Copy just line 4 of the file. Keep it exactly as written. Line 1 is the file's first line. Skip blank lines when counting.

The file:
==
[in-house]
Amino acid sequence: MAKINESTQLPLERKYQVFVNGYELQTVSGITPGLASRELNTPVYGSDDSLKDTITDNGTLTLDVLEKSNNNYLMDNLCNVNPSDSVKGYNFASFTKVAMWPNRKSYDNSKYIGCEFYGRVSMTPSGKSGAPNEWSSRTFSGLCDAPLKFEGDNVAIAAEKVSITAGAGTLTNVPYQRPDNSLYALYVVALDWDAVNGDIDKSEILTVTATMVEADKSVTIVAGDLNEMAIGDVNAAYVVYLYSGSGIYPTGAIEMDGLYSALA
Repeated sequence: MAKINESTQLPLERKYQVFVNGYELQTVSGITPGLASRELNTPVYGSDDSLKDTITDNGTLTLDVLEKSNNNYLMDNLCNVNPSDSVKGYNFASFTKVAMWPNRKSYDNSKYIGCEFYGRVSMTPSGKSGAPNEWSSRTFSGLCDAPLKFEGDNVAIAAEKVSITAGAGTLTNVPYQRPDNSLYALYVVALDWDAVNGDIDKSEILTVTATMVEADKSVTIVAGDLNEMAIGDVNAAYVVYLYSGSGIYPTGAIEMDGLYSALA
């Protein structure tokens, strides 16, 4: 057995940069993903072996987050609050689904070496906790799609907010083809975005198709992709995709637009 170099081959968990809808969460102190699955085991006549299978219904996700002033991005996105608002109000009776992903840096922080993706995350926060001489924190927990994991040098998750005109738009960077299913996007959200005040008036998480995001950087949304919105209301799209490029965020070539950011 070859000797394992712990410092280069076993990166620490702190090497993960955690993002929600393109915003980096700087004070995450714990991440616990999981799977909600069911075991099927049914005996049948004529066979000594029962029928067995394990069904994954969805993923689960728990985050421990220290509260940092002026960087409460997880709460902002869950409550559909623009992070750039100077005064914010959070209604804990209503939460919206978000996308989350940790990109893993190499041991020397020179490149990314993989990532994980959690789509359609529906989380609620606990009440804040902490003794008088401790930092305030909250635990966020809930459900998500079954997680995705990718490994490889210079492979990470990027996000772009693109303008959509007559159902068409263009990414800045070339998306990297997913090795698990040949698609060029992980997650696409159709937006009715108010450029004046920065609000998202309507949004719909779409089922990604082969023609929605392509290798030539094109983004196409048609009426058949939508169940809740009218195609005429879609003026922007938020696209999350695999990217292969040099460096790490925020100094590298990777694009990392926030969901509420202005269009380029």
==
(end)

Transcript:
């Protein structure tokens, strides 16, 4: 057995940069993903072996987050609050689904070496906790799609907010083809975005198709992709995709637009 170099081959968990809808969460102190699955085991006549299978219904996700002033991005996105608002109000009776992903840096922080993706995350926060001489924190927990994991040098998750005109738009960077299913996007959200005040008036998480995001950087949304919105209301799209490029965020070539950011 070859000797394992712990410092280069076993990166620490702190090497993960955690993002929600393109915003980096700087004070995450714990991440616990999981799977909600069911075991099927049914005996049948004529066979000594029962029928067995394990069904994954969805993923689960728990985050421990220290509260940092002026960087409460997880709460902002869950409550559909623009992070750039100077005064914010959070209604804990209503939460919206978000996308989350940790990109893993190499041991020397020179490149990314993989990532994980959690789509359609529906989380609620606990009440804040902490003794008088401790930092305030909250635990966020809930459900998500079954997680995705990718490994490889210079492979990470990027996000772009693109303008959509007559159902068409263009990414800045070339998306990297997913090795698990040949698609060029992980997650696409159709937006009715108010450029004046920065609000998202309507949004719909779409089922990604082969023609929605392509290798030539094109983004196409048609009426058949939508169940809740009218195609005429879609003026922007938020696209999350695999990217292969040099460096790490925020100094590298990777694009990392926030969901509420202005269009380029």